Frank Gehry, one of the most celebrated of living architects, resides in Southern California and works throughout the world. He has designed fantastically original, award-winning buildings, ranging from family homes to concert halls and museums. His major public buildings--including the Guggenheim Museum in Bilbao, Spain; the Walt Disney Concert Hall in Los Angeles; and the Experience Music Project in Seattle--are some of the most inspirational and forward-looking edifices of our times.
Gehry's ingenious designs successfully combine imaginative and practical concerns, in which the commonplace materials of everyday life and the industrial world are used to produce extraordinary results. Each of his buildings is beautifully sited, connecting new structures to the existing environment in a well-considered yet completely new way, with the result that the buildings belong as much to the landscape and the city streets that surround them as they do to the people who work or live within their walls.
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The MY HERO Project (myhero.com)
Alvar Aalto & Glen Lukens
by Frank O. Gehry
I've had many heroes in my life. I was very poor in my early years, and everything seemed beyond my reach.
When I was in high school, I wasn't interested in architecture at all. I was interested in science and electronics, and that was what I read. I used to go every Friday night to a lecture series at the University of Toronto, where the'’d perform experiments onstage. I went by myself, mostly because I could never get any of my friends to go with me.
I remember one lecture in particular, when I was sixteen years old. It was given by this white-haired gentleman with a bentwood chair. Actually, I don't remember much about the lecture at all, but I do remember the chair, which affected me as deeply as any piece of art I'd ever seen. I couldn't get it out of my mind. It was beautiful, but that wasn't all. It had a humanistic quality, a respect for human feeling, that made a real impact on me at the time and for years to come. It was an impact I wouldn't fully understand until later.
I didn't know what I wanted to be, so I went to work as a truck driver and took night classes in art at the University of Southern California. I loved ceramics--although I didn’t do very well in those courses--because I loved the glazes; I was fascinated with the science of how they’re made. Glen Lukens was my ceramics teacher there. He’d cracked the formula for a Chinese blue glaze, and was helping to create a ceramics industry for poor people in Haiti.
Glen changed the course of my life. He was building a house with the architect Raphael Soriano, and he had a feeling that I might like to see the process, so he dragged me over there one day. Soriano was there, wearing an all-black outfit with a black beret, giving directions in his accented English (he was from the Isle of Rhodes,) and telling men how to put up steel. I really got into it.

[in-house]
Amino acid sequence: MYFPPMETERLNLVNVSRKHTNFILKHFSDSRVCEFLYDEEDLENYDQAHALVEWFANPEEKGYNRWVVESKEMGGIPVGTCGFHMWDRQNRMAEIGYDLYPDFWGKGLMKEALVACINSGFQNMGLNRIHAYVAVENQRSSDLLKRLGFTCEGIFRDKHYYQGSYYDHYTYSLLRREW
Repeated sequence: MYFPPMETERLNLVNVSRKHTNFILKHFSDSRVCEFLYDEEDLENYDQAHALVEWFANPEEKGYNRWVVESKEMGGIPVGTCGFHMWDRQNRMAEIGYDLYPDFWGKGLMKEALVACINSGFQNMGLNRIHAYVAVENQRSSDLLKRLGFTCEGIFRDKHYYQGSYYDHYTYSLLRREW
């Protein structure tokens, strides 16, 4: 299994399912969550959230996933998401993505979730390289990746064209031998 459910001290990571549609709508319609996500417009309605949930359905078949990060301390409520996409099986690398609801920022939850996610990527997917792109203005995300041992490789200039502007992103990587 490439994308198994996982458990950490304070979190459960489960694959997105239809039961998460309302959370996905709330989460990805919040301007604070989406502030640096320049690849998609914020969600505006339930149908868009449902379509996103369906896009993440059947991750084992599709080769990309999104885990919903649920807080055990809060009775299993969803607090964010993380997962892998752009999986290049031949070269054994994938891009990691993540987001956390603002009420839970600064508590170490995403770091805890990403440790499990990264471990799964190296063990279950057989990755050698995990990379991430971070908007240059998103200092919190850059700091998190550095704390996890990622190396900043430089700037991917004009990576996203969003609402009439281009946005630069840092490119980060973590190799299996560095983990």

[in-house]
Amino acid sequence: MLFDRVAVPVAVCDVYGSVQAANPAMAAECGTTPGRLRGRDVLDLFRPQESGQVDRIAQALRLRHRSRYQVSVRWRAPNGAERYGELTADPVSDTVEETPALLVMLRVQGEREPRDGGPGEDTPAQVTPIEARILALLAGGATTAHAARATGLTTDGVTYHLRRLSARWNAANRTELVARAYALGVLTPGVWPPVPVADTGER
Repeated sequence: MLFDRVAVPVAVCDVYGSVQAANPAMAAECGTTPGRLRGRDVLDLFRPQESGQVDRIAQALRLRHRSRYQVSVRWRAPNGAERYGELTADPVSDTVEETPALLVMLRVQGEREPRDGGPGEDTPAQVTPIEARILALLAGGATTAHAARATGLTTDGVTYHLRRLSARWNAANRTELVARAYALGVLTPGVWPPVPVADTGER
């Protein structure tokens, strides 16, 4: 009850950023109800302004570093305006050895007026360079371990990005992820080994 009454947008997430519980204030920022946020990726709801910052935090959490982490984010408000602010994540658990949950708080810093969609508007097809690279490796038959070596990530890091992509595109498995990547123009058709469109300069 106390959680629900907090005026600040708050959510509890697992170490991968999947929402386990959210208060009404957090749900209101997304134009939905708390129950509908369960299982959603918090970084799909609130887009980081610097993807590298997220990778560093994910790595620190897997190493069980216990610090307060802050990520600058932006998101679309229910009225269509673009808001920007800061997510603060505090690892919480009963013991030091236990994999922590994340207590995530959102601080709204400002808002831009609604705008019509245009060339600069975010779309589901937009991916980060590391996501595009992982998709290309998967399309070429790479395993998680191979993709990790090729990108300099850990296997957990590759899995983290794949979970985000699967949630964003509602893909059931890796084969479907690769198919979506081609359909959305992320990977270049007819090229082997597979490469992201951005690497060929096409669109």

The next day, Glen called me into his office. He said, "You know, I have this hunch. Will you go along with me?" I said, "Whatever you say, boss." He signed me up (and paid for) a night school architecture class. That class was the first time I did something that got people saying, "Hey, there's something going on here." They liked what I did and I enjoyed it, and the school skipped me into the second year.
There, an odd thing happened. I learned about the legendary Finnish architect Alvar Aalto's work, and suddenly, I remembered seeing that chair. I thought "Oh, my God, that must be the guy!" Aalto's work had the same profound effect on me as it had had when I was a teenager. I've always thought that architecture should be something that people want to be in. It should be new, not a repetition of the past, and it should have feeling. Aalto was able to do that.
I went to Finland for the first time in 1972 to see all of Aalto's buildings, and I ended up at his studio. He wasn't there, but they let me sit in his chair, so I stayed there for an hour and drank in his world. As I was leaving, I asked his assistant if she could check the archives, to see if he had been the speaker at the University of Toronto in November 1946. Sure enough, it was right there in his records.
So perhaps you could say that I have two heroes, Alvar Aalto and Glen Lukens. One indirectly put me in touch with the other. They certainly worked together in a way to make me the person and the architect I am today.
Page created on 12/11/2006 12:00:00 AM
Last edited 8/28/2018 2:03:16 AM
The beliefs, viewpoints and opinions expressed in this hero submission on the website are those of the author and do not necessarily reflect the beliefs, viewpoints and opinions of The MY HERO Project and its staff.
Copyright 2005 by The MY HERO Project
MY HERO thanks Frank Gehry for contributing this essay to My Hero: Extraordinary People on the Heroes Who Inspire Them.
Thanks to Free Press for reprint rights of the above material.